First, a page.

In Passing
9d3ea653
9
0
Not Available for Review
Book Type Fiction
Pages 321
Publisher Linkville
Publish Date Dec 26, 2015
ISBN 1522908757 (Print)
ASIN B01AWKEBHK
Summary
Trying to bring closure to her haunted youth, Mary Elizabeth Stroll's past and present converge during a haunting, day-long interview. In Passing is a dark, yet romantic, paranormal tale, which thrusts two adolescent, suicide victims into a haunting afterlife odyssey where they find love and meaning. The journey leads them to intervene in the lives of other distressed young people, all the while amorous feelings grow. The two are then reunited with their lifeless bodies to search for the truth and their lost love. Nine years gone, Mary, now in her early twenties, agrees to an interview with a seminary student, Alex Renteria. Alex is completing his thesis on divine interventions, and near death experiences. Mary recalls her extraordinary afterlife adventure during the course of a daylong interview, which quickly morphs into an equally-haunting, parallel adventure. In Passing flows between first person (narrated by Mary as a youth [Lizzy]) and third person, creating an intense immediacy that will take the reader on a breath-stealing adventure, and race against death; all the while tackling a variety of controversial issues including: suicide, runaways, school violence, abortion, child abuse, substance abuse, etc.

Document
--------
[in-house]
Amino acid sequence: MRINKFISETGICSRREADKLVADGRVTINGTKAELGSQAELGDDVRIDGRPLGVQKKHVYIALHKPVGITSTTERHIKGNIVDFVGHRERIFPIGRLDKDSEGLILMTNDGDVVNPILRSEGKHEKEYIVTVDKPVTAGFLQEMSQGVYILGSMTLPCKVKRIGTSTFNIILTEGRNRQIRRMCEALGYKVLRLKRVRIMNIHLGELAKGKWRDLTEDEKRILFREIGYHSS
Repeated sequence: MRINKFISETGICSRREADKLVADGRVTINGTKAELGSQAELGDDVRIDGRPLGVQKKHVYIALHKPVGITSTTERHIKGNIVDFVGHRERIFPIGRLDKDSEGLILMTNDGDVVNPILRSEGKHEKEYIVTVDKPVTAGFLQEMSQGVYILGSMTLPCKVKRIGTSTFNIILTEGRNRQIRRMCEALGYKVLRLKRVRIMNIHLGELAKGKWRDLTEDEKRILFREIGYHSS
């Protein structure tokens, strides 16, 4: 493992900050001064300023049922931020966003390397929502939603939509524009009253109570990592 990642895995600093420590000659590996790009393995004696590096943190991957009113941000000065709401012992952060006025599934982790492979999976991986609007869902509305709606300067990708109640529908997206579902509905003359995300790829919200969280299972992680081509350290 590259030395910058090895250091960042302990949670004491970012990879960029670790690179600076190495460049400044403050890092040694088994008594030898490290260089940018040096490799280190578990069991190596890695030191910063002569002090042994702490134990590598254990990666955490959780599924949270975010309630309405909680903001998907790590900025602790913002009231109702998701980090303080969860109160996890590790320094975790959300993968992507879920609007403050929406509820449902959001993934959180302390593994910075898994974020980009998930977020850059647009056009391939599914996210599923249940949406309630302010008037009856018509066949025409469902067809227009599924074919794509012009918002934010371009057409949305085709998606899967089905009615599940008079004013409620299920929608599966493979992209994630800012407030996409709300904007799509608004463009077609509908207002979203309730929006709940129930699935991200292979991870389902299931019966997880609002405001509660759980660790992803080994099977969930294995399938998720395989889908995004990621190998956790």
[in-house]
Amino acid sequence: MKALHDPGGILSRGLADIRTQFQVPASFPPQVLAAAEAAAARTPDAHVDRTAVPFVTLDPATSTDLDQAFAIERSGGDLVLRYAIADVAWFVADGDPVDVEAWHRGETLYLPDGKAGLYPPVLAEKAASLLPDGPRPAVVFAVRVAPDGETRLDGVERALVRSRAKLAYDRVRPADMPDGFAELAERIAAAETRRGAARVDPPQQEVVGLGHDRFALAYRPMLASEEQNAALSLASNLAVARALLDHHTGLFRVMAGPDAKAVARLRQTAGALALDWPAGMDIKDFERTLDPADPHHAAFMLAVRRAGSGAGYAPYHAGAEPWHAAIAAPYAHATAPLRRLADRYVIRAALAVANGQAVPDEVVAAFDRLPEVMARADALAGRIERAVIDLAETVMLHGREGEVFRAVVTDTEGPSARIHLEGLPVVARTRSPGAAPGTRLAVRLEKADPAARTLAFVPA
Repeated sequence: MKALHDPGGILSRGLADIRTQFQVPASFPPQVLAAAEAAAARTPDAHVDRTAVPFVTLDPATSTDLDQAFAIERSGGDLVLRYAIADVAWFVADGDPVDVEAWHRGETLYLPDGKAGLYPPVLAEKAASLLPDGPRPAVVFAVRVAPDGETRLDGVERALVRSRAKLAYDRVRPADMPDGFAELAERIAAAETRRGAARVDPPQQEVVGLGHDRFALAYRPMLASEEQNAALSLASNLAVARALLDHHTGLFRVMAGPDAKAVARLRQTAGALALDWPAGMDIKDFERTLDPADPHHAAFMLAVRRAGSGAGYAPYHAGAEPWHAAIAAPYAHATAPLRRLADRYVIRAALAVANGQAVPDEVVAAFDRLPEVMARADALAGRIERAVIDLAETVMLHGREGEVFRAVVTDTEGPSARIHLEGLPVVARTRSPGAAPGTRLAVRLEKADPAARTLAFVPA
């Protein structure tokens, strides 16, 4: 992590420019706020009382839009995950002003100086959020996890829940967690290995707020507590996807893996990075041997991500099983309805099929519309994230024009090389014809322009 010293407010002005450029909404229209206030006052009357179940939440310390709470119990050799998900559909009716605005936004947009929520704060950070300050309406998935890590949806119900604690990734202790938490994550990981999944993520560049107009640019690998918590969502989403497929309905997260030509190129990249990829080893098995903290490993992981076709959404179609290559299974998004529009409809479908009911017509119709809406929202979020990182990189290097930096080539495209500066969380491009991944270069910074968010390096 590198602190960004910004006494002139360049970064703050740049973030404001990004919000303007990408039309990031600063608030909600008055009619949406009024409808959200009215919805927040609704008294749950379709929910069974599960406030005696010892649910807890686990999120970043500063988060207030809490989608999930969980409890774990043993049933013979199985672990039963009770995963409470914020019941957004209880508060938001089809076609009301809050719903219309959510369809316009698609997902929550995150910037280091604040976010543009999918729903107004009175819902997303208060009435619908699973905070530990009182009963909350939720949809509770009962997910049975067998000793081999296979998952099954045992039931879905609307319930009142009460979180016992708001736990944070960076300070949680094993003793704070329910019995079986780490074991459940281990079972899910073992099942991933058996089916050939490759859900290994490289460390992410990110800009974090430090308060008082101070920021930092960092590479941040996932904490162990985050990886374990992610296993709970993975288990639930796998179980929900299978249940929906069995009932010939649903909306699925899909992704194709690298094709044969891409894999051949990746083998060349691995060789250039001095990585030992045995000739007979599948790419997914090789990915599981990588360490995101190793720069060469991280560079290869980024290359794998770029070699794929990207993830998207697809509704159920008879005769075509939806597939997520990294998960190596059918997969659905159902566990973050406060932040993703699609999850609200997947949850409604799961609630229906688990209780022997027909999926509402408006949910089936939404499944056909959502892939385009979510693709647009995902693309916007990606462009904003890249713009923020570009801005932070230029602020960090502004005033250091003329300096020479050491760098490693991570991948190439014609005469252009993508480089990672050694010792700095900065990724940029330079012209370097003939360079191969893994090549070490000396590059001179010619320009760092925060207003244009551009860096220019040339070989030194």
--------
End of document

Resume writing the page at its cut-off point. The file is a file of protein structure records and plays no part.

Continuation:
Notes
the story goes from third to first person and back, but in a necessary and very understandable manner.
Other Books By The Author
Reviews
Total 1 Review
23857773
ashia
Silver Reviewer
41 Reviews
1 of 1 people found this review helpful
Excellent writing
Jan 30, 2018
I would have to say I have never read anything like this novel, so this was a refreshing change for me. In that, once I started the story, it totally absorbed me, such that I didn't notice the passage of time. My only regret is that it took so long for me to read this story, consumed as I was with personal stuff during the better part of last year. I enjoyed this book a lot, especially with the realizations that come with reading Mary's (or Lizzy) account of her childhood tragedies and terrors. Read More
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